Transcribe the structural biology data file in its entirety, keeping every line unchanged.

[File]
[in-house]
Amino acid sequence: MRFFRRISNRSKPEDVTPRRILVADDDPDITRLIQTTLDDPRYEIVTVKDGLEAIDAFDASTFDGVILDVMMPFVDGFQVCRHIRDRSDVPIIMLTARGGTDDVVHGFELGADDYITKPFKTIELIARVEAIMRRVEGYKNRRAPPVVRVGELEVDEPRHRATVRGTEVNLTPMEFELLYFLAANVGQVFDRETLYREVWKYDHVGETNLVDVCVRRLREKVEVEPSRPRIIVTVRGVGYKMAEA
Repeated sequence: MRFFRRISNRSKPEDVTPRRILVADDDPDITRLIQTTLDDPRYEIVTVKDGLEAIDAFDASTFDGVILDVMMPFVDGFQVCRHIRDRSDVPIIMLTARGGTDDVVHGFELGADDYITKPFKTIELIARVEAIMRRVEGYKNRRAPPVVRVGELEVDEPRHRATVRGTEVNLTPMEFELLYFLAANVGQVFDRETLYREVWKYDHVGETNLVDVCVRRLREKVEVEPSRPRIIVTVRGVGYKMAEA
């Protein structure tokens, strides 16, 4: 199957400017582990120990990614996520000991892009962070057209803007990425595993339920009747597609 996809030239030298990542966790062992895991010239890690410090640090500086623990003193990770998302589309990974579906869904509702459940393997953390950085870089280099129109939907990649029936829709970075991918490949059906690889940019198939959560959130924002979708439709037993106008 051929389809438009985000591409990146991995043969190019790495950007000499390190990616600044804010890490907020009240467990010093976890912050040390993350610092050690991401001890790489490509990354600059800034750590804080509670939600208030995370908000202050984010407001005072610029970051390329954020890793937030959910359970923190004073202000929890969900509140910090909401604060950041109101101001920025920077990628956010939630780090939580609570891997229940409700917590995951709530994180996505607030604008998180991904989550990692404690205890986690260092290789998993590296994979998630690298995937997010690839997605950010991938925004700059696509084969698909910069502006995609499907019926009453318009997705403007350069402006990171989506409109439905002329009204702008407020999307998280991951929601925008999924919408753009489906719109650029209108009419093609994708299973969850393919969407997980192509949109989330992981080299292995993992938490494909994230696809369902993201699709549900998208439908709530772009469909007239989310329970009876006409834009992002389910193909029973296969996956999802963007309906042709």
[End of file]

[in-house]
Amino acid sequence: MRFFRRISNRSKPEDVTPRRILVADDDPDITRLIQTTLDDPRYEIVTVKDGLEAIDAFDASTFDGVILDVMMPFVDGFQVCRHIRDRSDVPIIMLTARGGTDDVVHGFELGADDYITKPFKTIELIARVEAIMRRVEGYKNRRAPPVVRVGELEVDEPRHRATVRGTEVNLTPMEFELLYFLAANVGQVFDRETLYREVWKYDHVGETNLVDVCVRRLREKVEVEPSRPRIIVTVRGVGYKMAEA
Repeated sequence: MRFFRRISNRSKPEDVTPRRILVADDDPDITRLIQTTLDDPRYEIVTVKDGLEAIDAFDASTFDGVILDVMMPFVDGFQVCRHIRDRSDVPIIMLTARGGTDDVVHGFELGADDYITKPFKTIELIARVEAIMRRVEGYKNRRAPPVVRVGELEVDEPRHRATVRGTEVNLTPMEFELLYFLAANVGQVFDRETLYREVWKYDHVGETNLVDVCVRRLREKVEVEPSRPRIIVTVRGVGYKMAEA
């Protein structure tokens, strides 16, 4: 199957400017582990120990990614996520000991892009962070057209803007990425595993339920009747597609 996809030239030298990542966790062992895991010239890690410090640090500086623990003193990770998302589309990974579906869904509702459940393997953390950085870089280099129109939907990649029936829709970075991918490949059906690889940019198939959560959130924002979708439709037993106008 051929389809438009985000591409990146991995043969190019790495950007000499390190990616600044804010890490907020009240467990010093976890912050040390993350610092050690991401001890790489490509990354600059800034750590804080509670939600208030995370908000202050984010407001005072610029970051390329954020890793937030959910359970923190004073202000929890969900509140910090909401604060950041109101101001920025920077990628956010939630780090939580609570891997229940409700917590995951709530994180996505607030604008998180991904989550990692404690205890986690260092290789998993590296994979998630690298995937997010690839997605950010991938925004700059696509084969698909910069502006995609499907019926009453318009997705403007350069402006990171989506409109439905002329009204702008407020999307998280991951929601925008999924919408753009489906719109650029209108009419093609994708299973969850393919969407997980192509949109989330992981080299292995993992938490494909994230696809369902993201699709549900998208439908709530772009469909007239989310329970009876006409834009992002389910193909029973296969996956999802963007309906042709």